There you have it, a brief summary of how income tax installment payments work.  If you owe more than $3,000 in income taxes in the current year and either of the two previous years, then chances are, you will have to make installment payments.

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FT About the author: FT is the founder and editor of Million Dollar Journey (est. 2006). Through various financial strategies outlined on this site, he grew his net worth from $200,000 in 2006 to $1,000,000 by 2014. You can read more about him here.

{ 14 comments… add one }
  • Ramona September 23, 2009, 10:14 am

    Great FT! – also note no instalments calculated and requested until your tax liability has been greater than $3000 for the last 2 tax years. This is important for an entrepreneur to keep in mind for cash flow. It takes discipline to earmark all that tax money! As you say, best to be prepared.

  • Four Pillars September 23, 2009, 10:41 am

    Your criteria isn’t correct – owing more than $3k doesn’t mean you have to do installments. The rule is owing more than $3k in taxes in the current year AND one of the previous 2 years.

    If you have a regular job as well then you can ask your employer to increase your tax withholding to an appropriate amount. This is what I do – I find it a lot easier than quarterly installments.

  • DG September 23, 2009, 11:04 am

    Thanks for the article… very relevant for me as this is my first year of self employment.

    I’ve heard rumors that if you voluntarily make an early installment, say in November, you can avoid being put onto the quarterly plan. Anybody know if there is truth to this?

  • No Debt Guy September 23, 2009, 11:47 am

    I am in the same boat as Four Pillars. Having your employer increase the withholding tax is a good idea. Personally I would like to be sending them a cheque for $2999 every April rather than seeing a refund.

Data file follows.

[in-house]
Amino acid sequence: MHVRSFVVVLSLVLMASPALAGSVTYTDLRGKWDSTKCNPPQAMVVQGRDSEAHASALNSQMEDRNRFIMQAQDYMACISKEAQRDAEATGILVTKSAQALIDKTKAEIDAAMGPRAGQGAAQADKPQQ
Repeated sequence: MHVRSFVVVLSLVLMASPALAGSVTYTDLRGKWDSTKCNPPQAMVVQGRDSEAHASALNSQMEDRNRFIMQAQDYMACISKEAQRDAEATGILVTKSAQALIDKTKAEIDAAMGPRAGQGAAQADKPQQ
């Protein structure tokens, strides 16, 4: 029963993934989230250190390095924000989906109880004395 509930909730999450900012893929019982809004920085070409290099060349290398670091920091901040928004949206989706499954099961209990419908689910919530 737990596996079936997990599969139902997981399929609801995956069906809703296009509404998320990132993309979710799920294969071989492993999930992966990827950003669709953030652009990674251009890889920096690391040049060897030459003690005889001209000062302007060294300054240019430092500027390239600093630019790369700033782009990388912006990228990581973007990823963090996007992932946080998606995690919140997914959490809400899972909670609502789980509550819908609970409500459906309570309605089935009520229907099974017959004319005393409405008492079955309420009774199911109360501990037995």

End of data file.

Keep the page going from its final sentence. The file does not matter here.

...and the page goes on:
• OY September 23, 2009, 12:15 pm

    Good Post. Interesting topic to discuss what can be tax deductible for small home based corporation, and how to do it. For example – mortgage interest, maintenance etc.

  • Carmen September 23, 2009, 1:13 pm

    wow thats’ a lot of info to take in. Since i am starting my own business, this will be most helpful. Thaks!

  • FT FrugalTrader September 23, 2009, 2:32 pm

    Thanks for the correction guys, I have fixed the article.

  • Aluminum Case September 23, 2009, 3:53 pm

    I was not even aware of the interest being charged for not making installment payments. I figured that since my side income had decreased I didn’t need to bother making installment payments. I will have to look into this further to see if I am getting gouged by not making installment payments. Installment payments can be a good idea when you might not be able to suddenly pay a big tax bill.

  • Ramona September 23, 2009, 4:35 pm

    @DG – the four instalment payments are one of the options you can use to pay your taxes. If you just wanted to make one payment, you’d have to make the whole year’s payment around Sept 30 – one quarter would be late, but one would be early, thus the interest would offset.

  • zud September 23, 2009, 5:20 pm

    Do you know if CPP is also paid by installments?

    In my first year of self employment I totally forgot about CPP and had to scramble to pay it. Be ye not so silly.

  • Ramona September 23, 2009, 5:59 pm

    @zud – Yep, CPP is included in the instalments, since it forms a part of the tax liability. And my earlier post should have said Sept 15 for a full year payment, not the 30th.

  • Canada Deals September 23, 2009, 7:10 pm

    Thanks for this valuable info. I’d also like to see a post on collecting GST and the criteria for small businesses.

    Note: IMO taking care of the admin stuff is one of the most challenging aspects of owning your own biz.

  • Samson Smith September 28, 2009, 7:47 am

    Great post, as i am having some less knowledge about this, so your post will help me a lot.

  • The Rat October 3, 2009, 3:31 am

    nice post